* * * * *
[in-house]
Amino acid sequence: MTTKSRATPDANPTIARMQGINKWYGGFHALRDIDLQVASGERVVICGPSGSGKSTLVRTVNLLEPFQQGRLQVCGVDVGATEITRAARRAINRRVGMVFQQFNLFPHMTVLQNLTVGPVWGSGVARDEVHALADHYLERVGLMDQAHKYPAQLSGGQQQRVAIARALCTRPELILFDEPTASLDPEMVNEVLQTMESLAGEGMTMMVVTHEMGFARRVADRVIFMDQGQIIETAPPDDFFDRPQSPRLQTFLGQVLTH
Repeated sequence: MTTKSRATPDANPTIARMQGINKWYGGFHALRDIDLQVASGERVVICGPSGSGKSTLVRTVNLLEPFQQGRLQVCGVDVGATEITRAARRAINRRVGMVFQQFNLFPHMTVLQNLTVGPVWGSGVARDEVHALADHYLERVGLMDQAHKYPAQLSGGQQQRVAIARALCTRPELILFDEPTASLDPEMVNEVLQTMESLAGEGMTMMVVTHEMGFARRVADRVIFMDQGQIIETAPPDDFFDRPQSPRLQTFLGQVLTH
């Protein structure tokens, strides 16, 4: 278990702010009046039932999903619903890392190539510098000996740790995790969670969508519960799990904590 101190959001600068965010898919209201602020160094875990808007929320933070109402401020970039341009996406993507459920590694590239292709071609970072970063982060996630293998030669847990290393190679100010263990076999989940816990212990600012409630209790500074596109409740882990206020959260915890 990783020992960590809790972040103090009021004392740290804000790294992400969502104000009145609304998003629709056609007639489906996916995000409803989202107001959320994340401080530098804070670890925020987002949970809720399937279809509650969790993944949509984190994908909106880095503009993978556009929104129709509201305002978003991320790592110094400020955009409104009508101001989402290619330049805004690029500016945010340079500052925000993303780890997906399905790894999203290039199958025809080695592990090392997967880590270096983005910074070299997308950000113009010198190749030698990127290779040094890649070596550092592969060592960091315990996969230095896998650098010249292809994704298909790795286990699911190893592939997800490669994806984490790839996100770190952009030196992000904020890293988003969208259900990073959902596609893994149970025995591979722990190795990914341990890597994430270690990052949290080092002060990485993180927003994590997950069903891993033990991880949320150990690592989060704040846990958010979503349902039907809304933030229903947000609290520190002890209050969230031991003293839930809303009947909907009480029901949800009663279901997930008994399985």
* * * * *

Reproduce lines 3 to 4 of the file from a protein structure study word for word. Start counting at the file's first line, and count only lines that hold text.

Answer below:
Repeated sequence: MTTKSRATPDANPTIARMQGINKWYGGFHALRDIDLQVASGERVVICGPSGSGKSTLVRTVNLLEPFQQGRLQVCGVDVGATEITRAARRAINRRVGMVFQQFNLFPHMTVLQNLTVGPVWGSGVARDEVHALADHYLERVGLMDQAHKYPAQLSGGQQQRVAIARALCTRPELILFDEPTASLDPEMVNEVLQTMESLAGEGMTMMVVTHEMGFARRVADRVIFMDQGQIIETAPPDDFFDRPQSPRLQTFLGQVLTH
């Protein structure tokens, strides 16, 4: 278990702010009046039932999903619903890392190539510098000996740790995790969670969508519960799990904590 101190959001600068965010898919209201602020160094875990808007929320933070109402401020970039341009996406993507459920590694590239292709071609970072970063982060996630293998030669847990290393190679100010263990076999989940816990212990600012409630209790500074596109409740882990206020959260915890 990783020992960590809790972040103090009021004392740290804000790294992400969502104000009145609304998003629709056609007639489906996916995000409803989202107001959320994340401080530098804070670890925020987002949970809720399937279809509650969790993944949509984190994908909106880095503009993978556009929104129709509201305002978003991320790592110094400020955009409104009508101001989402290619330049805004690029500016945010340079500052925000993303780890997906399905790894999203290039199958025809080695592990090392997967880590270096983005910074070299997308950000113009010198190749030698990127290779040094890649070596550092592969060592960091315990996969230095896998650098010249292809994704298909790795286990699911190893592939997800490669994806984490790839996100770190952009030196992000904020890293988003969208259900990073959902596609893994149970025995591979722990190795990914341990890597994430270690990052949290080092002060990485993180927003994590997950069903891993033990991880949320150990690592989060704040846990958010979503349902039907809304933030229903947000609290520190002890209050969230031991003293839930809303009947909907009480029901949800009663279901997930008994399985």